The AltaRoma showcase is a fashion promotional platform conceived to celebrate the excellence and skill of the Made In Italy appellation. Taking place twice a year in Rome, the event selects young designers to be a part of the Who is on Next? scouting project – executed in association with Vogue Italia – set up to support collections that fit the Alta Moda bill. The applauded event also celebrates the diverse talent from the city’s universities and academies. Italian fashion may be synonymous with the glitz of the Milanese catwalks, but Rome can lay claim to the birth of its fashion system in postwar Italy, so it is no wonder that the project is celebrating its thirteenth year and is a popular and success-driven playground for emerging talent to showcase their work to business influencers.
Split up into three sections, the Fashion Hub promotes up and coming talent; the Atelier is designed for Rome based couture houses and specialists to promote their talents, and In Town focuses on fashion business, training and advice; all tickets are available to the public as well as Italian and international press.
Taking place in the scorching sun, the shows took place over four-days in Rome’s industrial Guido Reni (Garment) District, which gave an added edge to the emerging designers. Running alongside the shows in the vast industrial outbuilding were exhibitions from established couture houses, ateliers, and tailoring establishments.
The highly-acclaimed scouting project, Who Is On Next? was founded to nurture young fashion designers. Its aim to keep the endangered craft of couture alive by exposing the next generation to the traditional houses, is key in recognising the value that Italian’s put on fashion design and the importance of developing new talent. With local designers Pierpaolo Piccioli, Giambattista Valli and Marco Di Vincenzo sitting on the front row it is great to see that this talent is supported.
This season, the prize went to womenswear designer Act n°1. The label was founded by Luca Lin and Galib Gasanov, who are based in Reggio Emilia, Northern Italy, but take inspiration from their personal origins and feature imagery inspired by Chinese folklore and post-Soviet influences familiar to Gasanov. The resulting collection is a work of art, with deconstructed wrap jackets, exposed seams, ruffles and embellishment in a range of cashmere, denim, heavy cotton and brocade, giving history a modern twist.
The Womenswear prize consists of a partnership with multiservice brand Tomorrow, with the designers getting access to the showroom, distribution hub, marketing and digital representation in London, Milan, Paris and New York. And as Award Winners, Act n°1 will also have the opportunity to display the collection at the showroom during Paris Fashion Week in September 2017.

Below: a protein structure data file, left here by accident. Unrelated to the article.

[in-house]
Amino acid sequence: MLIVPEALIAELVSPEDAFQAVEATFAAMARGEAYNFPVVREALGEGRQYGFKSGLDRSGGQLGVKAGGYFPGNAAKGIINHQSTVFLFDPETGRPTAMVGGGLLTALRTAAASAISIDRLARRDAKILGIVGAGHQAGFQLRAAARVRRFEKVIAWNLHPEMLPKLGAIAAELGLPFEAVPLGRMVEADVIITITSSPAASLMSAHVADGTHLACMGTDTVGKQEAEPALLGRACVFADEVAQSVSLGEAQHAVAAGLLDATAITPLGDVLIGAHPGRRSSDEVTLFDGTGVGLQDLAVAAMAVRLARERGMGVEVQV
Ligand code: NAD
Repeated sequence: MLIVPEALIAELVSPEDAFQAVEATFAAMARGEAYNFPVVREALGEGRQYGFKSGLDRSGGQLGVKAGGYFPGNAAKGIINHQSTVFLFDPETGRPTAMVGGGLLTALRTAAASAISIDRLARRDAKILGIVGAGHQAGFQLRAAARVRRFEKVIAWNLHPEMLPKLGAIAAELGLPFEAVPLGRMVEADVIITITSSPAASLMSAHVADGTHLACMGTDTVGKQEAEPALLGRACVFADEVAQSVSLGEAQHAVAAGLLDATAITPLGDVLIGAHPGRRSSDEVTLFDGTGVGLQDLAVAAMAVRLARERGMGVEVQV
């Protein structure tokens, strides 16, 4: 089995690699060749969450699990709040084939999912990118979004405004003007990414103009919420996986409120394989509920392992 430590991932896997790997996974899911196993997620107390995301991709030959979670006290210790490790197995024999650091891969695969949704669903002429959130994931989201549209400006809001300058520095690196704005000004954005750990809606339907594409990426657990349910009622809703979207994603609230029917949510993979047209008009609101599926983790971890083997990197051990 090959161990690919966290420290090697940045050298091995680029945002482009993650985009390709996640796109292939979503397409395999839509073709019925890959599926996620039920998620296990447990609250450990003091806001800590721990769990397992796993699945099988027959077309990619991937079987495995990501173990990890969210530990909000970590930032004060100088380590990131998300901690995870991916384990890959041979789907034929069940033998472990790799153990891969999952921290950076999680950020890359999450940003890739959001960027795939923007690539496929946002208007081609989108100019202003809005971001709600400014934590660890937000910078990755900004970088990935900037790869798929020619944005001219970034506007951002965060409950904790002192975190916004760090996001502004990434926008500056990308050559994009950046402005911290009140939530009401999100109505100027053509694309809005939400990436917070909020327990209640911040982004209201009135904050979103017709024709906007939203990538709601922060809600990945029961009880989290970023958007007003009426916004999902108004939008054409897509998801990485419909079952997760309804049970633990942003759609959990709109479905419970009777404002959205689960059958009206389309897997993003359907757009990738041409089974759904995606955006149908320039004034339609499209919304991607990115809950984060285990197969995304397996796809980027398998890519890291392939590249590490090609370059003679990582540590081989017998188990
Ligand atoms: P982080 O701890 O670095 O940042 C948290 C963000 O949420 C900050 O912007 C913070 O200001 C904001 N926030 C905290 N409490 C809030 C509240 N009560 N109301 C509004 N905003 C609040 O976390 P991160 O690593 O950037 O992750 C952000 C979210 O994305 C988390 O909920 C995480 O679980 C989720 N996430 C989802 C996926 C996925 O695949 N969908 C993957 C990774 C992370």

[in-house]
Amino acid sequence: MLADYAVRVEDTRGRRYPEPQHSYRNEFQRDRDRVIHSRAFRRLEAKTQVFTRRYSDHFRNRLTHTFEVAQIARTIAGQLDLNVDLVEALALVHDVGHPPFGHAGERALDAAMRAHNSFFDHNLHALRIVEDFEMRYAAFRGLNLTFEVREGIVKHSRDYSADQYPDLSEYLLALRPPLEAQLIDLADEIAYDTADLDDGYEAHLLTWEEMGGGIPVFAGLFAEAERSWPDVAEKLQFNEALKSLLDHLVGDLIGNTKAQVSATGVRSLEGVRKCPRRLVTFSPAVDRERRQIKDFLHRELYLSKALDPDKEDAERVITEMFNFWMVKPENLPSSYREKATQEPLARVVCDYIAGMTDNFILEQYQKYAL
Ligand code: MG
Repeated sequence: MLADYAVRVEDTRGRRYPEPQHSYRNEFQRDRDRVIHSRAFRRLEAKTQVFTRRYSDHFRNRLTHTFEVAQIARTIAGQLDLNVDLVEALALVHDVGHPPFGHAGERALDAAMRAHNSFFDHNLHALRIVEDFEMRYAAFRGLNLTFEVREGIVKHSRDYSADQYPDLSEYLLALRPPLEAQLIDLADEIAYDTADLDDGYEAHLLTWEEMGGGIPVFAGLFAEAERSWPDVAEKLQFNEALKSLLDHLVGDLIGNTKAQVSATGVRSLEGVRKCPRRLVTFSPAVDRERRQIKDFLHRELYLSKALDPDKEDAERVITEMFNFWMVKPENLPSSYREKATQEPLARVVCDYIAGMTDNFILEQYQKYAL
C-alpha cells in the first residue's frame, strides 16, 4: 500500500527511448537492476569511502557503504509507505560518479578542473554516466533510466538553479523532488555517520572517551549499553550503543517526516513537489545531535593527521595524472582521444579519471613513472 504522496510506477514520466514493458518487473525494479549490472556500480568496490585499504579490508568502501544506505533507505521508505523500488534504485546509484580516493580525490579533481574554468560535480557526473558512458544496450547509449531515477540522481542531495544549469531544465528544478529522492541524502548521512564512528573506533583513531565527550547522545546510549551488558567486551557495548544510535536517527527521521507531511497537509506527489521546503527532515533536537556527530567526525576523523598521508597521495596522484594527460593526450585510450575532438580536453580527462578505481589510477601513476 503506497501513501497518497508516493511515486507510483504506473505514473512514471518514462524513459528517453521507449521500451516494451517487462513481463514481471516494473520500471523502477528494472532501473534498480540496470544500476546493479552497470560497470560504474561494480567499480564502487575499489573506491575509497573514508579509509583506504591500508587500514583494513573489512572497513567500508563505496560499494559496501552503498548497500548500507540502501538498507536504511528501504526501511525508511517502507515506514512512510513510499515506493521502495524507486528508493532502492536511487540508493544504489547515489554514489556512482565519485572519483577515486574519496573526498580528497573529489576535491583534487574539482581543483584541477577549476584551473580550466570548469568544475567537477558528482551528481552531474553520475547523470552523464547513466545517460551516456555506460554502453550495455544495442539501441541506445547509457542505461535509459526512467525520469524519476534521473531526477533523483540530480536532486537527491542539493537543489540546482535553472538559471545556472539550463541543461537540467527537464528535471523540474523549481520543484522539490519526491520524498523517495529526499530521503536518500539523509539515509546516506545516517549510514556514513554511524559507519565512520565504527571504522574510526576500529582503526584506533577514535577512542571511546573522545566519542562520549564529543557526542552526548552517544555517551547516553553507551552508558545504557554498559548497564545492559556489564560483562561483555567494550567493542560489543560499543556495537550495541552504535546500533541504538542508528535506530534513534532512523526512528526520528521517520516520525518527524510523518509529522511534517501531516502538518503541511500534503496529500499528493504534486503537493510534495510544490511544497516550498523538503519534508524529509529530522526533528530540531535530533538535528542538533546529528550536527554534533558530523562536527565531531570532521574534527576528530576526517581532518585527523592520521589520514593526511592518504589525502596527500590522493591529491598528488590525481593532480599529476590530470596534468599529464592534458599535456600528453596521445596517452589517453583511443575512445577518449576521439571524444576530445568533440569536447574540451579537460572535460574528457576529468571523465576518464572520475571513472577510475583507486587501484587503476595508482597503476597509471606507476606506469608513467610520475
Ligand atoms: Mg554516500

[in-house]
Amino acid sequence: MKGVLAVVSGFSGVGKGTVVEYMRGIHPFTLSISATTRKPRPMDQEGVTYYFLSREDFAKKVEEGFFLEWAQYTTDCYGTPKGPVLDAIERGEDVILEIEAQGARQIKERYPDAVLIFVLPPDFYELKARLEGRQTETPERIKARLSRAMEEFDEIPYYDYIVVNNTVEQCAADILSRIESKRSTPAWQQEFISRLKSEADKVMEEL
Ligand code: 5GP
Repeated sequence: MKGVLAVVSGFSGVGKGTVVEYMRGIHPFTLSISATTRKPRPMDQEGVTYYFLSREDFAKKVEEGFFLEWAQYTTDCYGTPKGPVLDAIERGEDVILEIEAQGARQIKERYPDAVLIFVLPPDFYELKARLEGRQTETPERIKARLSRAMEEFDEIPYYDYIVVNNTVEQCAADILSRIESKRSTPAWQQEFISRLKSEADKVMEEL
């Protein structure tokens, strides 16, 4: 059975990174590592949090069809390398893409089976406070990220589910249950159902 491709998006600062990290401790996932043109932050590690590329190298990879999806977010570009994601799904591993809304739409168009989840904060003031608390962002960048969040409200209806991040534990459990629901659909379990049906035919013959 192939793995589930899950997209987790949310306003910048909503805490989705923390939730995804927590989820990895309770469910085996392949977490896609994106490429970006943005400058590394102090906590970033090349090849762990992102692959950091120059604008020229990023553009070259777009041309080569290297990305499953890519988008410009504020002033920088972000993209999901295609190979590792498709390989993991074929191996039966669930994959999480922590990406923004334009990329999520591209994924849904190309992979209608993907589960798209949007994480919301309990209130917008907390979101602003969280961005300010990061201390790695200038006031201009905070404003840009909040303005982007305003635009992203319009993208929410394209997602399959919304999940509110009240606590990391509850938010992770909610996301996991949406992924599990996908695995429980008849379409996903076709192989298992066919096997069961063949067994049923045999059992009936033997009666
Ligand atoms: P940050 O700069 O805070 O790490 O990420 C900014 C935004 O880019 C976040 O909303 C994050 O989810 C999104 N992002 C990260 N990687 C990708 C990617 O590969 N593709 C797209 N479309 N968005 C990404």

With the temperature rising, designer Erkan Coruh was an eye-catching designer. Choosing the orient to celebrate his Silk Road collection for SS18, it was a refreshing blend of silk separates, designed for a nomadic woman who values freedom and adventure. The deep purples, reds and yellows, carefully blended into mix and match, wrap dresses and sarong skirts in voluminous shapes, are ideal for exploring deserts in Morocco.
The I’M Isola Marras show was also eagerly anticipated, as the son of celebrated designer Antonio Marras, Efisio Rocco Marras was showing the sister line. He took inspiration from Japan, and main character Mathilda from Luc Besson’s Leon for his grunge-y show. Clearly, Marras Jr. took his new role in his stride as the show was a full-on fashion extravaganza. Using scaffolding as a backdrop, the young models engaged in a rebellious riot of fun. It resulted in them stripping off to their underwear… However, it was about the clothes, and these are clearly designed for boys and girls with attitude. Oversized bombers, and track suits styled with baby doll dresses in ochre, yellow, mint and dusty pink and florals were an eclectic mix. Worn with Buffalo platforms, the nineties influence was more than present.
In contrast, Korean designer Soocha used her collection to raise awareness of climate change and the impact that we are having as consumers on the planet. The loose-fitting pyjama suits, button down shirts and smock dresses might be easy to wear, but with the addition of the ‘caution’ symbol, they become a much more political statement. The Godzilla/Soochilla logo which cropped up on some designs, was a reference to pop culture, but also represents the essence of the fear caused by the excessive power of technology, which is a rapidly escalating dimension in 21st century life.
Discover more about AltaRoma here.